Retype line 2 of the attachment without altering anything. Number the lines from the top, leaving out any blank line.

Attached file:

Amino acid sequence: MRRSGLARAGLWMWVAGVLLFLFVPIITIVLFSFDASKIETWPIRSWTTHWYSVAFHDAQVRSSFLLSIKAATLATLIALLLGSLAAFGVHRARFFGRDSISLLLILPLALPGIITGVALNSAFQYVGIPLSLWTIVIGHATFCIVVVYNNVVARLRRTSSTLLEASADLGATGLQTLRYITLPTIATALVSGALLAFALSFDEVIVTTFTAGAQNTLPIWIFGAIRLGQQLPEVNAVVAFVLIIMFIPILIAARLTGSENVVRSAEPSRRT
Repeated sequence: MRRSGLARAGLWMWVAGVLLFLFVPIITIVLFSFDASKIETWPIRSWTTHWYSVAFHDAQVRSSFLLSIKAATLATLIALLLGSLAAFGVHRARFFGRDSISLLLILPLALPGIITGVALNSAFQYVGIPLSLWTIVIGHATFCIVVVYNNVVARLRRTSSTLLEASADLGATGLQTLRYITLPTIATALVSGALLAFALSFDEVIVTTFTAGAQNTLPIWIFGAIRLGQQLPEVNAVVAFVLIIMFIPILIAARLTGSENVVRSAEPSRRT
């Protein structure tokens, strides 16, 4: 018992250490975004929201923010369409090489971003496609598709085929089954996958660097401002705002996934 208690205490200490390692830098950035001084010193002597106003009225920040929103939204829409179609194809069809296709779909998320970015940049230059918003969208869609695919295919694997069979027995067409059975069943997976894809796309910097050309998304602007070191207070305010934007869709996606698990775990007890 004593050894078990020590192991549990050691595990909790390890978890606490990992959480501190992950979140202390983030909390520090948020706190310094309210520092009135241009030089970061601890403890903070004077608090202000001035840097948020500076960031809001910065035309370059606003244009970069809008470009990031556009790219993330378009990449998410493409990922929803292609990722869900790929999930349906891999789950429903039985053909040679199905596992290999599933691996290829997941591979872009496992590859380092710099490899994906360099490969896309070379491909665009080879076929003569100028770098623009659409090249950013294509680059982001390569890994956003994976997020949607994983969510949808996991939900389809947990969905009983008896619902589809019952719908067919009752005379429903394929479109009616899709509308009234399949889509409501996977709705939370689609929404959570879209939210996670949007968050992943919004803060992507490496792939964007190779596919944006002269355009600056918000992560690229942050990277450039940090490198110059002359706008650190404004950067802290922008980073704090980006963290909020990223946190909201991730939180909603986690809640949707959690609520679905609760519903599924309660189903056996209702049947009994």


Repeated sequence: MRRSGLARAGLWMWVAGVLLFLFVPIITIVLFSFDASKIETWPIRSWTTHWYSVAFHDAQVRSSFLLSIKAATLATLIALLLGSLAAFGVHRARFFGRDSISLLLILPLALPGIITGVALNSAFQYVGIPLSLWTIVIGHATFCIVVVYNNVVARLRRTSSTLLEASADLGATGLQTLRYITLPTIATALVSGALLAFALSFDEVIVTTFTAGAQNTLPIWIFGAIRLGQQLPEVNAVVAFVLIIMFIPILIAARLTGSENVVRSAEPSRRT